The living warmth and fertility of human relationships are typically contrasted in "Blue Brood" with
...a passing train
Pickard's often angry concern with public, political events and their impingement on people continues. Such poems as "Sweet F.A." are related to the earlier years of the Thatcher administration, and "Spring Tide," his tribute to Bunting, is set in the context of "a filthy winter to have lived through, / … A year-long miner's strike / broken." "A Sense of History," with its pensioners scraping "the dry earth" for "small bits of coal," suggests a sad continuity with the world of his early poems and contrasts sharply with the society glimpsed in "Golden City Delivery Boy," which is inhabited by managers, directors, bankers, and their attendant servants and where "a general's daughter / prepares roast lamb / in an immaculate kitchen."
Later, a period as writer-in-residence at Austin and Pickersgill's shipyard in Sunderland led to We Make Ships, a documentation of Pickard's talks with workers there. The shelving of his play for BBC television, Left Over People, which dealt both with the 1936 Jarrow March and the situation in Sunderland in 1986, was seen by Pickard as "part of a much wider dismantling of our civil liberties." The experience gives an added retrospective edge to such poems as "My Radio, 1" ("its timing is perfect / and variable / / … its motives / pure…") and "My Radio, 2" ("interprets the past / manages the present"). Yet, against this he can set his own practice as a writer: "my pen wants to manage / its own affairs, / thinking it knows best: / / my pen demands / complete autonomy" ("My Pen," a poem, as it happens, with a Polish context). The vivid and playful "Recipe: Pastime for the Unemployed" ends with words that, although referring to the hazards of cookery, express the spirit of much of his work: "fight back."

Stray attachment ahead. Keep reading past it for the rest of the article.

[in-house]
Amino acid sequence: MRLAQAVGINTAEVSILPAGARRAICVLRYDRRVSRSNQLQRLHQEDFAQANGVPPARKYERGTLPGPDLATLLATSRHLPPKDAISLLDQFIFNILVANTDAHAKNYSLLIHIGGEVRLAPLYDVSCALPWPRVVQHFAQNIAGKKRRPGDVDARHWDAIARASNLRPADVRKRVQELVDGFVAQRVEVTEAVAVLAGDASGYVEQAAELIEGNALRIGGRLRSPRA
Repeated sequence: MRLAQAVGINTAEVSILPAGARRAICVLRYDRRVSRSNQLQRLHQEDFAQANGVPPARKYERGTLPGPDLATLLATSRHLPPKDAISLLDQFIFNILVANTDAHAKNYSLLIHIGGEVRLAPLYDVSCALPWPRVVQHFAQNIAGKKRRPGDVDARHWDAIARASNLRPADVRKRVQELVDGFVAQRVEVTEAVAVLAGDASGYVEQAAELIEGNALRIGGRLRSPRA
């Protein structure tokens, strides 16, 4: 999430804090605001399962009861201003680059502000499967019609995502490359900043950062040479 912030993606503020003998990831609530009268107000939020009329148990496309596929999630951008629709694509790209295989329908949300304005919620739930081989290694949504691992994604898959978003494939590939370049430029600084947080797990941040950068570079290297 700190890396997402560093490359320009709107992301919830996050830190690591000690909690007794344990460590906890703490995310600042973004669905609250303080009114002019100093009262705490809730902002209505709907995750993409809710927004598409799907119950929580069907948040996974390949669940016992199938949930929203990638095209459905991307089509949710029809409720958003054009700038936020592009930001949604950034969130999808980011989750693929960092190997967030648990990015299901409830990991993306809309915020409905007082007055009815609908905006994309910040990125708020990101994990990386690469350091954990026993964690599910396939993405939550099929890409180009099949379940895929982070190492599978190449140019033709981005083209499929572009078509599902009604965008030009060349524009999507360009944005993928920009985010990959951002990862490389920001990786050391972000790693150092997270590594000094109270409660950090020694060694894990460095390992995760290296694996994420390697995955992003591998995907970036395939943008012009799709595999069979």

This spirit is certainly present in Tiepin Eros, which contains both new and selected earlier poems. It is expressed in "The Double D Economy/Depravity and Deprivation," for instance, and in the angry, riddling questions of "Who Is the Whore of Armageddon?": "Whose smile is manicured money talking? / Whose arms embrace the globe?" Anger also more directly informs human concern in poems such as "Contractor Song," which deals with the harsh and dangerous life of shipyard workers, while in "The Bridge" two people become lovers in a setting of "abandoned factories / and shutdown shipyards … / … collapsed wharfs, / idle slipways, skeletal staithes." This bringing together of the individual, the personal, with social or political factors occurs in other poems, such as "A History Lesson from My Son on Hadrian's Wall," where past and present are set side by side, reinforcing and illuminating each other. "Energy" moves from observation of swallows gathering in an autumnal north to "slow flying jets under / a low lying sky" that "… fly south over armies assembled in the dust" to a scene of desert war, and it does this with an elliptical brevity that is also found in, for instance, "Nues (a painting by Djurdje Teodorvic)," "Dedication," and the toughly sensuous "Sea Trout." Pickard's practice of revising poems, such as "The Order of Chance," in successive printings has been perceptively discussed by Tony Baker. A further paring down, an even greater succinctness, is often involved, "Diana at Her Bath," for instance, being reduced to thirteen lines from twenty-five in Custom and Exile, so that the rapidity of our reading mirrors "the act / of seeing." This combination of brevity and subtlety with passionate involvement contributes much to Pickard's very distinctive voice.
The first section of Tiepin Eros ends with "The Sayings of Chairman Q," a satire on our obsession with queuing that prefigures the list poems in Pickard's 1999 volume fuckwind, a hymn of praise to physical love. The book is comprised of forty-seven new poems, divided into four sets, that span all manner of styles in an explosive, creative diversity. There is the sea shanty ("Ballad of Jamie Allen"), the blues ("Gypsy Lady"), the folk narrative ("Rope"), the song lyric (literally, with the music printed out), list poems, and permutational poems like "Satchi & Satchi" (although these may be closer to the rhythms of children's stamp-the-foot games). There are brief haikulike lyrics such as "Dark" and "Holymire," each of six telling lines. But often the elements of nature and love are combined, as in "Wroth," "Rift," and "Kip Law," for Pickard's excitement is no longer framed in urban contexts but increasingly reflects the high, morose hills around Alston in the Pennines where he lives. The introduction is contributed by Paul McCartney, and the front cover pictures Pickard's inspiration, Svava.
—Geoffrey Soar and